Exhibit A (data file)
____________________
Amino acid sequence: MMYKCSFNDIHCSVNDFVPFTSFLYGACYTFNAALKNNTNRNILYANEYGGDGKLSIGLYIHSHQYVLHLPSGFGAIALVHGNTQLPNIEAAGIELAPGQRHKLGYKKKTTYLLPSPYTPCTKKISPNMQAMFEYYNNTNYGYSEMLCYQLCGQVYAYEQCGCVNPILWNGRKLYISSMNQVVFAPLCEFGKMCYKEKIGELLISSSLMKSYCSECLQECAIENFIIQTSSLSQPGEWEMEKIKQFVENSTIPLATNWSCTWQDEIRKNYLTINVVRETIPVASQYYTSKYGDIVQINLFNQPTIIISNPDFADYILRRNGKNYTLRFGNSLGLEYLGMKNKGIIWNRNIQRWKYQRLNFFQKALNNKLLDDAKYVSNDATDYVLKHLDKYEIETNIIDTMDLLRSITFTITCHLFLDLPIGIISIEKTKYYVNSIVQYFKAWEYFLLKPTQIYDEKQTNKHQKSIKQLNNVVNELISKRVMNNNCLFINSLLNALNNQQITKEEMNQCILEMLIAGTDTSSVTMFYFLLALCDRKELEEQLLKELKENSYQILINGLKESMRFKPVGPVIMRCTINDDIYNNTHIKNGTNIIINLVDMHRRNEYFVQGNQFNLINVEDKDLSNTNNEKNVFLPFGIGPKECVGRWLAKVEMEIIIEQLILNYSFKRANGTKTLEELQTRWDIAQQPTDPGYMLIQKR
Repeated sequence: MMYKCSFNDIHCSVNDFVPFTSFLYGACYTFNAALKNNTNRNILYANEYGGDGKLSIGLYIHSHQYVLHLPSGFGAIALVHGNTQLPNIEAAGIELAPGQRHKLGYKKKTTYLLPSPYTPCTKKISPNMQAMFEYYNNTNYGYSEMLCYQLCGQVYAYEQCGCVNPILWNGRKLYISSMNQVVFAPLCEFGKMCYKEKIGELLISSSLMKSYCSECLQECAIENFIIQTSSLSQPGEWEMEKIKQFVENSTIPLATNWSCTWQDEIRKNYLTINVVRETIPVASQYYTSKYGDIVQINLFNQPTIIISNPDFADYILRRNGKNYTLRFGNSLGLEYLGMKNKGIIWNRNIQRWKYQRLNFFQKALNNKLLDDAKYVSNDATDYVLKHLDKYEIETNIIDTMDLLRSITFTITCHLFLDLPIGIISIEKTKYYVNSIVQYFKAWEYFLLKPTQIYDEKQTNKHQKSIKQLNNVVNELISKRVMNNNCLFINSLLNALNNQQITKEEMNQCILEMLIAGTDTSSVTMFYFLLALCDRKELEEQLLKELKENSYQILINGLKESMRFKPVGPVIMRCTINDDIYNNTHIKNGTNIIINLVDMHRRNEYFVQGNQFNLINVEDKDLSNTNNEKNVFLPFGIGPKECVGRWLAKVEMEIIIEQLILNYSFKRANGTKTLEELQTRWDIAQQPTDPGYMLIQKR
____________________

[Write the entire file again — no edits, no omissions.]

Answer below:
Amino acid sequence: MMYKCSFNDIHCSVNDFVPFTSFLYGACYTFNAALKNNTNRNILYANEYGGDGKLSIGLYIHSHQYVLHLPSGFGAIALVHGNTQLPNIEAAGIELAPGQRHKLGYKKKTTYLLPSPYTPCTKKISPNMQAMFEYYNNTNYGYSEMLCYQLCGQVYAYEQCGCVNPILWNGRKLYISSMNQVVFAPLCEFGKMCYKEKIGELLISSSLMKSYCSECLQECAIENFIIQTSSLSQPGEWEMEKIKQFVENSTIPLATNWSCTWQDEIRKNYLTINVVRETIPVASQYYTSKYGDIVQINLFNQPTIIISNPDFADYILRRNGKNYTLRFGNSLGLEYLGMKNKGIIWNRNIQRWKYQRLNFFQKALNNKLLDDAKYVSNDATDYVLKHLDKYEIETNIIDTMDLLRSITFTITCHLFLDLPIGIISIEKTKYYVNSIVQYFKAWEYFLLKPTQIYDEKQTNKHQKSIKQLNNVVNELISKRVMNNNCLFINSLLNALNNQQITKEEMNQCILEMLIAGTDTSSVTMFYFLLALCDRKELEEQLLKELKENSYQILINGLKESMRFKPVGPVIMRCTINDDIYNNTHIKNGTNIIINLVDMHRRNEYFVQGNQFNLINVEDKDLSNTNNEKNVFLPFGIGPKECVGRWLAKVEMEIIIEQLILNYSFKRANGTKTLEELQTRWDIAQQPTDPGYMLIQKR
Repeated sequence: MMYKCSFNDIHCSVNDFVPFTSFLYGACYTFNAALKNNTNRNILYANEYGGDGKLSIGLYIHSHQYVLHLPSGFGAIALVHGNTQLPNIEAAGIELAPGQRHKLGYKKKTTYLLPSPYTPCTKKISPNMQAMFEYYNNTNYGYSEMLCYQLCGQVYAYEQCGCVNPILWNGRKLYISSMNQVVFAPLCEFGKMCYKEKIGELLISSSLMKSYCSECLQECAIENFIIQTSSLSQPGEWEMEKIKQFVENSTIPLATNWSCTWQDEIRKNYLTINVVRETIPVASQYYTSKYGDIVQINLFNQPTIIISNPDFADYILRRNGKNYTLRFGNSLGLEYLGMKNKGIIWNRNIQRWKYQRLNFFQKALNNKLLDDAKYVSNDATDYVLKHLDKYEIETNIIDTMDLLRSITFTITCHLFLDLPIGIISIEKTKYYVNSIVQYFKAWEYFLLKPTQIYDEKQTNKHQKSIKQLNNVVNELISKRVMNNNCLFINSLLNALNNQQITKEEMNQCILEMLIAGTDTSSVTMFYFLLALCDRKELEEQLLKELKENSYQILINGLKESMRFKPVGPVIMRCTINDDIYNNTHIKNGTNIIINLVDMHRRNEYFVQGNQFNLINVEDKDLSNTNNEKNVFLPFGIGPKECVGRWLAKVEMEIIIEQLILNYSFKRANGTKTLEELQTRWDIAQQPTDPGYMLIQKR